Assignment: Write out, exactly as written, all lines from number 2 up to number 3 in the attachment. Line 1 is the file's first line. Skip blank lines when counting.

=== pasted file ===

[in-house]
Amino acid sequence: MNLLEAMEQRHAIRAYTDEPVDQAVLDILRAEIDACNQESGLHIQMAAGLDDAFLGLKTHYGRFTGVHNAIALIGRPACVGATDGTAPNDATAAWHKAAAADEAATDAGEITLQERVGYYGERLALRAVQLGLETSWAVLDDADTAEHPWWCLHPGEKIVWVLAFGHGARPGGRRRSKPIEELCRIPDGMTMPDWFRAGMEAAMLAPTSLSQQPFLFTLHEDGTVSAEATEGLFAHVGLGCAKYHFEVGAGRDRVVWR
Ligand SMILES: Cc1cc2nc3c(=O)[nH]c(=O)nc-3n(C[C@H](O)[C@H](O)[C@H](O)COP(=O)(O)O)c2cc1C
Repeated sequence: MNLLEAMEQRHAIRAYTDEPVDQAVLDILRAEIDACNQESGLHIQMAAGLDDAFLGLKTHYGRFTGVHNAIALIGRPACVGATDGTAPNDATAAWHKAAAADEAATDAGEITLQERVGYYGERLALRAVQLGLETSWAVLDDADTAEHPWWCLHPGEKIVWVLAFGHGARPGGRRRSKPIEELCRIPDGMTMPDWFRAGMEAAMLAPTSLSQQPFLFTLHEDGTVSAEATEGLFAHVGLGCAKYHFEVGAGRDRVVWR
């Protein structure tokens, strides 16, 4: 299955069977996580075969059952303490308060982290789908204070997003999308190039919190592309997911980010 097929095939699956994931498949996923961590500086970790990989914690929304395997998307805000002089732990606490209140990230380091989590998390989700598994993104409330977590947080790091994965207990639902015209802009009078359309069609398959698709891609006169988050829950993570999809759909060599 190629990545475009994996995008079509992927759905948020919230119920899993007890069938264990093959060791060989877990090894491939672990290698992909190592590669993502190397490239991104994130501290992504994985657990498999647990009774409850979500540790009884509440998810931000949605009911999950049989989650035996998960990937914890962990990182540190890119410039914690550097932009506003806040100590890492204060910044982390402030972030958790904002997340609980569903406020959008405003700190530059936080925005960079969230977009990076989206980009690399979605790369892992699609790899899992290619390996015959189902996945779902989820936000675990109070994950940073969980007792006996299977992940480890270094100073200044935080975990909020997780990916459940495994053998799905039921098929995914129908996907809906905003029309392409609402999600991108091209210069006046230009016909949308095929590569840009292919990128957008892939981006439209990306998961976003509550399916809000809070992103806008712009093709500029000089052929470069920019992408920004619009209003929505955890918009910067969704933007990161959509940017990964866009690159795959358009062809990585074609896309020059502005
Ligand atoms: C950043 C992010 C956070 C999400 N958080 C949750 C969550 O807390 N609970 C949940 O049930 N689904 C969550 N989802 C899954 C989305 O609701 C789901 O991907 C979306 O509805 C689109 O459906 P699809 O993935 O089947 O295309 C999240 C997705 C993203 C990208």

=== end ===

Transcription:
Amino acid sequence: MNLLEAMEQRHAIRAYTDEPVDQAVLDILRAEIDACNQESGLHIQMAAGLDDAFLGLKTHYGRFTGVHNAIALIGRPACVGATDGTAPNDATAAWHKAAAADEAATDAGEITLQERVGYYGERLALRAVQLGLETSWAVLDDADTAEHPWWCLHPGEKIVWVLAFGHGARPGGRRRSKPIEELCRIPDGMTMPDWFRAGMEAAMLAPTSLSQQPFLFTLHEDGTVSAEATEGLFAHVGLGCAKYHFEVGAGRDRVVWR
Ligand SMILES: Cc1cc2nc3c(=O)[nH]c(=O)nc-3n(C[C@H](O)[C@H](O)[C@H](O)COP(=O)(O)O)c2cc1C